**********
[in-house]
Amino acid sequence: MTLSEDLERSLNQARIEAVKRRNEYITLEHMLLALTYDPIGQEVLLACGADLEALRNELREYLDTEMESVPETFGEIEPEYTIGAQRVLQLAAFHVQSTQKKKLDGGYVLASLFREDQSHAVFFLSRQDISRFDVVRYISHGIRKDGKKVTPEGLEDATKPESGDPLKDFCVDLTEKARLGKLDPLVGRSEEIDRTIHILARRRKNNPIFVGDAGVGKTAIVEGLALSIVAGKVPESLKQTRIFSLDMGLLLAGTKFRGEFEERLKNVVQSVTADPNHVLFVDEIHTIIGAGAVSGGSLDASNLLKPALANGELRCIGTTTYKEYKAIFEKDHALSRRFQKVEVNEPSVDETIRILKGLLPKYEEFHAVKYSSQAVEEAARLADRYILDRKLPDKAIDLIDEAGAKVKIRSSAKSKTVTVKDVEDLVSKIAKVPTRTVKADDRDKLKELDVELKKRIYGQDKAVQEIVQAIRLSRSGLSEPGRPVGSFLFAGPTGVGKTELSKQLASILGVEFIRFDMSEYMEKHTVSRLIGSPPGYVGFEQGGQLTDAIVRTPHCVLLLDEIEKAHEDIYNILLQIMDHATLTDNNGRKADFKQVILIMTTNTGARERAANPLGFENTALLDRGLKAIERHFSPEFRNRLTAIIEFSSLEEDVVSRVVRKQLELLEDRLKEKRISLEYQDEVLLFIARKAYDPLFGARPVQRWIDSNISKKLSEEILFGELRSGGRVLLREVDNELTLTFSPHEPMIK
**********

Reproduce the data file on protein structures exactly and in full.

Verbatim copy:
[in-house]
Amino acid sequence: MTLSEDLERSLNQARIEAVKRRNEYITLEHMLLALTYDPIGQEVLLACGADLEALRNELREYLDTEMESVPETFGEIEPEYTIGAQRVLQLAAFHVQSTQKKKLDGGYVLASLFREDQSHAVFFLSRQDISRFDVVRYISHGIRKDGKKVTPEGLEDATKPESGDPLKDFCVDLTEKARLGKLDPLVGRSEEIDRTIHILARRRKNNPIFVGDAGVGKTAIVEGLALSIVAGKVPESLKQTRIFSLDMGLLLAGTKFRGEFEERLKNVVQSVTADPNHVLFVDEIHTIIGAGAVSGGSLDASNLLKPALANGELRCIGTTTYKEYKAIFEKDHALSRRFQKVEVNEPSVDETIRILKGLLPKYEEFHAVKYSSQAVEEAARLADRYILDRKLPDKAIDLIDEAGAKVKIRSSAKSKTVTVKDVEDLVSKIAKVPTRTVKADDRDKLKELDVELKKRIYGQDKAVQEIVQAIRLSRSGLSEPGRPVGSFLFAGPTGVGKTELSKQLASILGVEFIRFDMSEYMEKHTVSRLIGSPPGYVGFEQGGQLTDAIVRTPHCVLLLDEIEKAHEDIYNILLQIMDHATLTDNNGRKADFKQVILIMTTNTGARERAANPLGFENTALLDRGLKAIERHFSPEFRNRLTAIIEFSSLEEDVVSRVVRKQLELLEDRLKEKRISLEYQDEVLLFIARKAYDPLFGARPVQRWIDSNISKKLSEEILFGELRSGGRVLLREVDNELTLTFSPHEPMIK